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Preventing Injuries

March 03, 1997|VICTOR MERINA

What was once a seasonal sport has become a year-round endeavor for many athletes. And that has increased the opportunity for soccer-related injuries. How do you help prevent them?

"Injuries can happen to even the most finely tuned athlete," says George Kuntz, who has coached both men's and women's college teams and is director of coaching for California Youth Soccer Assn. South. "Weight training and conditioning all year long have proved to be helpful to players."

Weight training, which experts say is often overlooked by female players, can strengthen leg muscles, including quadriceps and hamstrings, and help minimize the risk of major knee injuries. Proper conditioning can also help reduce such common ailments as muscular strains and ankle sprains.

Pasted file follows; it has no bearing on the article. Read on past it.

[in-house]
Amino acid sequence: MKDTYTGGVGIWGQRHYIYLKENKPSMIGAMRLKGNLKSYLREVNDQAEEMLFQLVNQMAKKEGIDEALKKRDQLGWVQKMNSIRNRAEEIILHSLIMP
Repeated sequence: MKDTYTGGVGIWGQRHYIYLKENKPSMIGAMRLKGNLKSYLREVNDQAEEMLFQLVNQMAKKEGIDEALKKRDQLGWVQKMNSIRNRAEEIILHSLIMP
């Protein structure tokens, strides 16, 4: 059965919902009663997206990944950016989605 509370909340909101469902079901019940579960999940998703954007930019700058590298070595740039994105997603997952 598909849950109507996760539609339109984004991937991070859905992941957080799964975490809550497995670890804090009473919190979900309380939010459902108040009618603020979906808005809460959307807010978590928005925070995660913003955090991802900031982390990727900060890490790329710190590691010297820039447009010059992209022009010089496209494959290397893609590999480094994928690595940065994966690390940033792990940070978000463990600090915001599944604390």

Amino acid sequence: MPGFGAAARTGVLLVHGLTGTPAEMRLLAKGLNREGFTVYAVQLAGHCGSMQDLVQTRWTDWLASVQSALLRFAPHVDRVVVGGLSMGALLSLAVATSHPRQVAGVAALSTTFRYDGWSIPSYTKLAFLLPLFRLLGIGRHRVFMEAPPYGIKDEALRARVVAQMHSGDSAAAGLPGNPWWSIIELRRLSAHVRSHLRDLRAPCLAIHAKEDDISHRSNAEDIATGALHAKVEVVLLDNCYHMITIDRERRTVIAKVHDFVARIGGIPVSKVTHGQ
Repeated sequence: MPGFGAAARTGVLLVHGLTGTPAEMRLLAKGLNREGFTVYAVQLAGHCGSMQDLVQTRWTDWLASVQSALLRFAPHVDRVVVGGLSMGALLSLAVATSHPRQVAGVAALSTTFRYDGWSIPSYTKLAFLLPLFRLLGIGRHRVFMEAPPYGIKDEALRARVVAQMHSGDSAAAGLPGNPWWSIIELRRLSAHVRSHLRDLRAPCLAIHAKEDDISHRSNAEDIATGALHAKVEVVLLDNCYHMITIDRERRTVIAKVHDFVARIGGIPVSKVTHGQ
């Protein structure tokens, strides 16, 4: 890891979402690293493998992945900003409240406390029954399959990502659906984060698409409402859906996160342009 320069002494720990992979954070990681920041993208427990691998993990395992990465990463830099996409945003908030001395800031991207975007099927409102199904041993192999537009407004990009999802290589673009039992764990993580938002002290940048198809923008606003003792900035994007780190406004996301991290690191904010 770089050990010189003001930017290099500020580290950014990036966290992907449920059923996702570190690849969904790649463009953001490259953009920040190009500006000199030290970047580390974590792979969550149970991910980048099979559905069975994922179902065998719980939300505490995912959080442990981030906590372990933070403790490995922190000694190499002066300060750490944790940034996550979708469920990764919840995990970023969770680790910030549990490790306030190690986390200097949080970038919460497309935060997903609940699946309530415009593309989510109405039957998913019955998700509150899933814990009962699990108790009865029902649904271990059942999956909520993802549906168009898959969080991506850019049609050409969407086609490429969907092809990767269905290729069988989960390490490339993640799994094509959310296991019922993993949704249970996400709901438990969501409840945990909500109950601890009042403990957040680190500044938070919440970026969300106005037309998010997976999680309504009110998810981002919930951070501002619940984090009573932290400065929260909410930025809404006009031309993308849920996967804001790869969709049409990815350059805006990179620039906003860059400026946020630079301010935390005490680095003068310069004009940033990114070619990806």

According to experts, the chance of stress fractures--which can occur in soccer players, particularly among females--can be lessened through good nutrition and a proper balance of exercise and rest.

Among other suggestions to prevent injuries:

* Wear protective gear such as shinguards and select comfortable soccer shoes with adequate-width.

* Warm up properly by stretching for at least 15 minutes, and cool down afterward by stretching again.

* Drink plenty of water to help prevent muscle cramps and dehydration.

* If you have a history of ankle problems, wear a protective brace.

* Make sure that goal posts are safe and that field conditions are sound.

* Work on the proper kicking technique and soccer skills.

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